Drugmakers have declared their profound disappointment with President Barack Obama's budget proposals for healthcare, saying they threaten jobs and innovation.

The US president has announced his proposals for fiscal year 2013 that aim to reduce the country's deficit by $4 trillion over the next decade, and to cut spending in Medicaid, Medicare and other healthcare programmes over that period by $364 billion. They are moves that have not gone down well with the country's research-based drugmakers.

John Castellani, chief executive of the Pharmaceutical Research and Manufacturers of America, said that despite President Obama’s "many pronouncements to support innovation, advance biomedical research, promote job creation and control health care costs for seniors, his 2013 budget proposal flies in the face of these important goals". Specifically, he claimed that proposed mandatory rebates to Medicare's prescription drug benefit, known as Part D, "are a short-sighted proposition that could destabilise the programme and threaten hundreds of thousands of American jobs".

Mr Castellani said “Medicare Part D is working well for seniors" and "due to competition, costs continue to be far below initial projections. We should not disrupt this successful programme". He added that "we are also troubled by the president’s proposal to reduce data protection for innovative biologic medicines, which is critically important to the development of cutting-edge medicines".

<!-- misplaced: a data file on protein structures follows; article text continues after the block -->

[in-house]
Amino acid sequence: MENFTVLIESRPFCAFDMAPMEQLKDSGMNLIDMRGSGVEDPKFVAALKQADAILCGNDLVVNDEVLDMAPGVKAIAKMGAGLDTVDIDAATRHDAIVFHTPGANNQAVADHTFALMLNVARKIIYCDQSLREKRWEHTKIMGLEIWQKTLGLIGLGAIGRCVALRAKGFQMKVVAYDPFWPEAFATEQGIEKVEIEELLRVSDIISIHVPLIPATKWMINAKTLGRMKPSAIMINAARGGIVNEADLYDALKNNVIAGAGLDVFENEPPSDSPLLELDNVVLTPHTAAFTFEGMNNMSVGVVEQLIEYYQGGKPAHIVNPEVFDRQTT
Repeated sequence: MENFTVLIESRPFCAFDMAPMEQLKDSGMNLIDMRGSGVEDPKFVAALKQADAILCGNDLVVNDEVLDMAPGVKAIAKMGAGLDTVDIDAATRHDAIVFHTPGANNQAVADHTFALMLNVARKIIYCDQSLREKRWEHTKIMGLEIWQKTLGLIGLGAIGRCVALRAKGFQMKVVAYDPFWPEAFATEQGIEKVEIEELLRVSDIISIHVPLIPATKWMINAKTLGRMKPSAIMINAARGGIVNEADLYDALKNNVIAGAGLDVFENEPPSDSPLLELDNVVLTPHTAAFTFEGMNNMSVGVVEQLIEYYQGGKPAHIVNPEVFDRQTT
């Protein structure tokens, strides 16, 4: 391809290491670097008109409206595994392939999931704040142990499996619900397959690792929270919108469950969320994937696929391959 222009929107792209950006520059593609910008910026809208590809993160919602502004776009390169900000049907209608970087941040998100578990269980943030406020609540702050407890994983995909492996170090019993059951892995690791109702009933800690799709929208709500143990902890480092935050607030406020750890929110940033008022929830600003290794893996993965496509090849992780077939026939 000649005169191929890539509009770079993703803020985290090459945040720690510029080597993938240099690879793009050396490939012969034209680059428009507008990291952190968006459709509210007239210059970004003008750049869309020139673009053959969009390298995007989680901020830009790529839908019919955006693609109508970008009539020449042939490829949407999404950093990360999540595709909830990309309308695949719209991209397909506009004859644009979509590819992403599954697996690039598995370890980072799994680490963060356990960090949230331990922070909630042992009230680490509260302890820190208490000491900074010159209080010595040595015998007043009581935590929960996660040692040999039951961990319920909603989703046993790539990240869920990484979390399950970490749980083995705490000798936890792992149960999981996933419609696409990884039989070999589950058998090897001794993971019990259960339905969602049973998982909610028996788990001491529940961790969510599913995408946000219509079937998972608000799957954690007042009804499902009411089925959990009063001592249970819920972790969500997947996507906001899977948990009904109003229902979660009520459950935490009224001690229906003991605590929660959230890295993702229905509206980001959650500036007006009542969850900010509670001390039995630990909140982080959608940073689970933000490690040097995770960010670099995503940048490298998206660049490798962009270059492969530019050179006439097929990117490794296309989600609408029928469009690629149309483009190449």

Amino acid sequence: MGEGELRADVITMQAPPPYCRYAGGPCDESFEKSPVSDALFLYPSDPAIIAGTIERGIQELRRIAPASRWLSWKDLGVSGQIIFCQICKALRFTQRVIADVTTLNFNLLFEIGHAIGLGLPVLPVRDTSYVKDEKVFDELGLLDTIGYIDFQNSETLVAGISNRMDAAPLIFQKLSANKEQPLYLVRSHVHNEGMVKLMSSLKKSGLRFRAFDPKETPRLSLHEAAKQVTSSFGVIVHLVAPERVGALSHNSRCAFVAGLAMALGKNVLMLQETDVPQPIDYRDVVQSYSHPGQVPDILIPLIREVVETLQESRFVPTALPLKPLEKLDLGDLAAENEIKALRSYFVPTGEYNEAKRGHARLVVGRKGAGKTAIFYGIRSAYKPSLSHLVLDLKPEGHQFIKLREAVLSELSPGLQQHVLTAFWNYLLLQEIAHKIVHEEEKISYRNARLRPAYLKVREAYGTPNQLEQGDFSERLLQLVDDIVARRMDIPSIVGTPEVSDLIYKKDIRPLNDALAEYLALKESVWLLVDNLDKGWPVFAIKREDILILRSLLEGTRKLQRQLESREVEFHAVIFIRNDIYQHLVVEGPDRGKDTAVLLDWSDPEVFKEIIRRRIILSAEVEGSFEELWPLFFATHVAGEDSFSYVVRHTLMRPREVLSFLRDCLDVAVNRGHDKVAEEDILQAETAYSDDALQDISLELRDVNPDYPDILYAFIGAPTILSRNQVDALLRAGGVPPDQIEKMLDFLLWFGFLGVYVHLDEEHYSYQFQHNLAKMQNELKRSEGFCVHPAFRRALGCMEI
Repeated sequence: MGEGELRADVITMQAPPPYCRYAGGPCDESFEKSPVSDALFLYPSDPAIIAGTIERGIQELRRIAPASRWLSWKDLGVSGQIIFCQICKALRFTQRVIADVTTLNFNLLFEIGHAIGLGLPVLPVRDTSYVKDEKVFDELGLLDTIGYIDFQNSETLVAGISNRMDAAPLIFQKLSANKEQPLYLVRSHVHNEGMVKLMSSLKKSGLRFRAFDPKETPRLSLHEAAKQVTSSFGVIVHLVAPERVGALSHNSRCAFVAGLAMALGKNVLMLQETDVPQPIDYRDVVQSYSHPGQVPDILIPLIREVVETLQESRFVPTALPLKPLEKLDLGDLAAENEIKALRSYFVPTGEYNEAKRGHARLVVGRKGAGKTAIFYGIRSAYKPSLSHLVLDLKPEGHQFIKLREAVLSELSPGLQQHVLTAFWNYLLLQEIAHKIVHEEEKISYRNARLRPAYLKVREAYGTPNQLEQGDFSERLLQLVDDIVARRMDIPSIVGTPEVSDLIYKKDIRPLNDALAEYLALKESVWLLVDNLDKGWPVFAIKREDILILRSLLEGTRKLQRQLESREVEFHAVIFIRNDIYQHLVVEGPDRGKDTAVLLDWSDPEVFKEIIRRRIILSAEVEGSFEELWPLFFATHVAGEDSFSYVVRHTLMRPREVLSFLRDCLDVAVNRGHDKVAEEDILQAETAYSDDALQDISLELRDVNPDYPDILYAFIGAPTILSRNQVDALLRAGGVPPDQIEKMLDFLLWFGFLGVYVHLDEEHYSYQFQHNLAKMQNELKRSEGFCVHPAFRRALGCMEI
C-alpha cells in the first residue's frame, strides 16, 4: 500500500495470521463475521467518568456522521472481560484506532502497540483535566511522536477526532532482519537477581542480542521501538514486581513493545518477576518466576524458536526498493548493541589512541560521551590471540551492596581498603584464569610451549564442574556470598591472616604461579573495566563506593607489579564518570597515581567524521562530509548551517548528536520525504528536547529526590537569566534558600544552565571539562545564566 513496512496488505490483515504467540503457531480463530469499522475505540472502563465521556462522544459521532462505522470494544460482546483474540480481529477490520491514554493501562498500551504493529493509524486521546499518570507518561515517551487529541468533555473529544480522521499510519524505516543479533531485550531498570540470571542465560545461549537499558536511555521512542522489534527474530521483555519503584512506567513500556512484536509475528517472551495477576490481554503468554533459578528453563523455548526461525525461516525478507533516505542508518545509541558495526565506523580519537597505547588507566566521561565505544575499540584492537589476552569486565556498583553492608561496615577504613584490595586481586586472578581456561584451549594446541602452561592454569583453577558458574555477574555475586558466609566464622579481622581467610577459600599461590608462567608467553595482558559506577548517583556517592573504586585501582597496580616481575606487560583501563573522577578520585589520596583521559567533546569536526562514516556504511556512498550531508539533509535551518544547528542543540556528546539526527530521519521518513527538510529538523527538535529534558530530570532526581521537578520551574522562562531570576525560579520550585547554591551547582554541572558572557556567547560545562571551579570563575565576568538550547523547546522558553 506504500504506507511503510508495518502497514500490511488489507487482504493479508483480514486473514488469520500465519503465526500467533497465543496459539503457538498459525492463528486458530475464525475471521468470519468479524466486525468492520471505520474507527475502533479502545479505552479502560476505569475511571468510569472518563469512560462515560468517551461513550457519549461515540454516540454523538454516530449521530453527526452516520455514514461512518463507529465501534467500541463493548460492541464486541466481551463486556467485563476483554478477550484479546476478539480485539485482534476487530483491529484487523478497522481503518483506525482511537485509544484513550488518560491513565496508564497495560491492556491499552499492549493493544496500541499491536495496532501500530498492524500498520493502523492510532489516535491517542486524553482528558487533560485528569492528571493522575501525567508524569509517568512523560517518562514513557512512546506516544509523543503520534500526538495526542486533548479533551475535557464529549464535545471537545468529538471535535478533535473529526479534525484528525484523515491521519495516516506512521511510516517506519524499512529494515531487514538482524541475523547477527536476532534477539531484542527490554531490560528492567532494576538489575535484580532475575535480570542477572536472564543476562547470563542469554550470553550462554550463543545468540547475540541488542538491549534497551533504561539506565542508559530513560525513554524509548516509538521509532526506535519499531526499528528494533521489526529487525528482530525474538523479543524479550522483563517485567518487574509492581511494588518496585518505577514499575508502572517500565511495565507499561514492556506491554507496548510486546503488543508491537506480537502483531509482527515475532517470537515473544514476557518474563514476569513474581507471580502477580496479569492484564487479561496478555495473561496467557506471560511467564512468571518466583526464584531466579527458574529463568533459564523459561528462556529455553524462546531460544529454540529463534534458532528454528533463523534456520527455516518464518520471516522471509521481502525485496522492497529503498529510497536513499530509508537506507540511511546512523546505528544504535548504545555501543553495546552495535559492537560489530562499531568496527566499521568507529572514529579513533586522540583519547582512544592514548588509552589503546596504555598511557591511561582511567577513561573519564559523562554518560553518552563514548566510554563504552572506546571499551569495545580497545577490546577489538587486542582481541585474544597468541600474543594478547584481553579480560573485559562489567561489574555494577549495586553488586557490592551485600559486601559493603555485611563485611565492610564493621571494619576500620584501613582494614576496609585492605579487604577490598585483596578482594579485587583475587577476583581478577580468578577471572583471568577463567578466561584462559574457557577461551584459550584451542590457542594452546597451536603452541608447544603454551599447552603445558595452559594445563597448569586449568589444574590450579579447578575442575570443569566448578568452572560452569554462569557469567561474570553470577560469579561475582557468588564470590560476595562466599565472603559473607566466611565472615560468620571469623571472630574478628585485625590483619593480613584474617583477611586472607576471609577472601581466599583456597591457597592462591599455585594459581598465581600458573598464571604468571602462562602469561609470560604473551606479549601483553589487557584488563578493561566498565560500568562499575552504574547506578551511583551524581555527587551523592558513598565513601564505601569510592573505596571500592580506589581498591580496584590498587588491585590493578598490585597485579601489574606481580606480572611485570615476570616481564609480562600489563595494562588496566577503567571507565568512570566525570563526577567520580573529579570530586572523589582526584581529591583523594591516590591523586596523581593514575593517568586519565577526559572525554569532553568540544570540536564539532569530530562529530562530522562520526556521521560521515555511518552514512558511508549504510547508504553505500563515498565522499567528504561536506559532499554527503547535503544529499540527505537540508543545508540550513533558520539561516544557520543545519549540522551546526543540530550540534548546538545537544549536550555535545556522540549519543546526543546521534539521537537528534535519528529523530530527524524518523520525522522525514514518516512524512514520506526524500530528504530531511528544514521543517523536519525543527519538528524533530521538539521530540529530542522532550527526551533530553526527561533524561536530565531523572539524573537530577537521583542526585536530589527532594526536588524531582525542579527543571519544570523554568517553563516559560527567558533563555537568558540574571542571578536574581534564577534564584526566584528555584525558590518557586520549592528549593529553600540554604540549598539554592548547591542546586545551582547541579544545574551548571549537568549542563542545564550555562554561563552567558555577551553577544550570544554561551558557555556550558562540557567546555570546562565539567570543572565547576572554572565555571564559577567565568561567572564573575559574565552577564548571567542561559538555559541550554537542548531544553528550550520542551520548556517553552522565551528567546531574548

He concluded by saying the proposed budget "would weaken our ability to innovate and create jobs. This is not an investment in America’s future and these proposals should not be considered".

Concern over NIH funding freeze

A proposal to keep the National Institutes of Health's budget at the current level of $30.86 billion has also attracted criticism. John Edward Porter, chair of Research!America, which says it is the nation's largest not-for-profit public education and advocacy alliance, said the budget "is a mixed bag for science and innovation", but with regards to the NIH, insisted that "we simply cannot freeze investments in biomedical research. The consequences would be disastrous as global competition intensifies".

Research!America president Mary Woolley added that while the group appreciates increased funding for "priorities like the National Center for the Translational Sciences and combating Alzheimer's disease, we strongly believe a frozen budget for the NIH will flatline medical breakthroughs in the coming years and stifle the business and job creation that begins with R&D". She concluded that "researchers will leave the field, potential breakthroughs will be shelved and new business opportunities grounded in medical discovery will evaporate as research institutions struggle with leaner budgets".

Increased user fees for generics, biosimilars

Meantime, the proposals would see the US Food and Drug Administration receive a budget of $4.49 billion for the year beginning October 1, up 17% on the year-before driven by increased industry user fees.

A new user fee to support generics would provide $299 million and another for biosimilars ($20 million). Some $10 million in new resources will be used "to enhance collaboration with our Chinese counterparts and increase the agency’s presence in and expertise on China", the FDA said.

Commissioner Margaret Hamburg said "these are austere budget times, and the FDA budget request reflects this reality". She noted that "with FDA-regulated products accounting for about a quarter of each dollar that Americans spend, these budget priorities will benefit patients and consumers and strengthen our economy.”